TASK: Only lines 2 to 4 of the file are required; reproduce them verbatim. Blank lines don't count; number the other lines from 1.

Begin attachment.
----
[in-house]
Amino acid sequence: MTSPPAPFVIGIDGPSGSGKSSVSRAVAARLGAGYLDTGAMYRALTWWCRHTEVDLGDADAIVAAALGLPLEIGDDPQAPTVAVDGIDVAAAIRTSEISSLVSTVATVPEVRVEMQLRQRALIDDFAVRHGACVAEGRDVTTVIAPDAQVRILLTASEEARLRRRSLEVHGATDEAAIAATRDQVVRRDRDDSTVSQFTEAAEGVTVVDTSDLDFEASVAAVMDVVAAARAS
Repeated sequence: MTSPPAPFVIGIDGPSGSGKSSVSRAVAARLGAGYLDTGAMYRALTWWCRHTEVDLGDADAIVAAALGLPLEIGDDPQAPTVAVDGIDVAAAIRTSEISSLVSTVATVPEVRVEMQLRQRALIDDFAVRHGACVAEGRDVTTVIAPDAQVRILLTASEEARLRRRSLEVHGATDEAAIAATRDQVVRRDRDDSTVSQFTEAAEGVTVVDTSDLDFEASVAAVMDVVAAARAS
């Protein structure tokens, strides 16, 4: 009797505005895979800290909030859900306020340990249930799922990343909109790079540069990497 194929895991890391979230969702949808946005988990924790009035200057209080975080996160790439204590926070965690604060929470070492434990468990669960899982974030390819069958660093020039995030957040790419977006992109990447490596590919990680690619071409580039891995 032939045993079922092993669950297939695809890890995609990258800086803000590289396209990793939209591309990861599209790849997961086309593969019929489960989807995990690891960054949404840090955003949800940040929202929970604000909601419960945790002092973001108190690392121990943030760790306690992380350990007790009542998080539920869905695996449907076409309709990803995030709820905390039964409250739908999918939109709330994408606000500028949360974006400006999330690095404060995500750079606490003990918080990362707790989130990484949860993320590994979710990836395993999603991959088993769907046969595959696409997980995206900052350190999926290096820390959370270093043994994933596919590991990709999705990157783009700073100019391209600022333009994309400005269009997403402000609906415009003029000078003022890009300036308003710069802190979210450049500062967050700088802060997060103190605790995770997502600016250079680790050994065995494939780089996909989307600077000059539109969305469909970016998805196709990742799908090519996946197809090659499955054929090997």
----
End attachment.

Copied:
Amino acid sequence: MTSPPAPFVIGIDGPSGSGKSSVSRAVAARLGAGYLDTGAMYRALTWWCRHTEVDLGDADAIVAAALGLPLEIGDDPQAPTVAVDGIDVAAAIRTSEISSLVSTVATVPEVRVEMQLRQRALIDDFAVRHGACVAEGRDVTTVIAPDAQVRILLTASEEARLRRRSLEVHGATDEAAIAATRDQVVRRDRDDSTVSQFTEAAEGVTVVDTSDLDFEASVAAVMDVVAAARAS
Repeated sequence: MTSPPAPFVIGIDGPSGSGKSSVSRAVAARLGAGYLDTGAMYRALTWWCRHTEVDLGDADAIVAAALGLPLEIGDDPQAPTVAVDGIDVAAAIRTSEISSLVSTVATVPEVRVEMQLRQRALIDDFAVRHGACVAEGRDVTTVIAPDAQVRILLTASEEARLRRRSLEVHGATDEAAIAATRDQVVRRDRDDSTVSQFTEAAEGVTVVDTSDLDFEASVAAVMDVVAAARAS
């Protein structure tokens, strides 16, 4: 009797505005895979800290909030859900306020340990249930799922990343909109790079540069990497 194929895991890391979230969702949808946005988990924790009035200057209080975080996160790439204590926070965690604060929470070492434990468990669960899982974030390819069958660093020039995030957040790419977006992109990447490596590919990680690619071409580039891995 032939045993079922092993669950297939695809890890995609990258800086803000590289396209990793939209591309990861599209790849997961086309593969019929489960989807995990690891960054949404840090955003949800940040929202929970604000909601419960945790002092973001108190690392121990943030760790306690992380350990007790009542998080539920869905695996449907076409309709990803995030709820905390039964409250739908999918939109709330994408606000500028949360974006400006999330690095404060995500750079606490003990918080990362707790989130990484949860993320590994979710990836395993999603991959088993769907046969595959696409997980995206900052350190999926290096820390959370270093043994994933596919590991990709999705990157783009700073100019391209600022333009994309400005269009997403402000609906415009003029000078003022890009300036308003710069802190979210450049500062967050700088802060997060103190605790995770997502600016250079680790050994065995494939780089996909989307600077000059539109969305469909970016998805196709990742799908090519996946197809090659499955054929090997």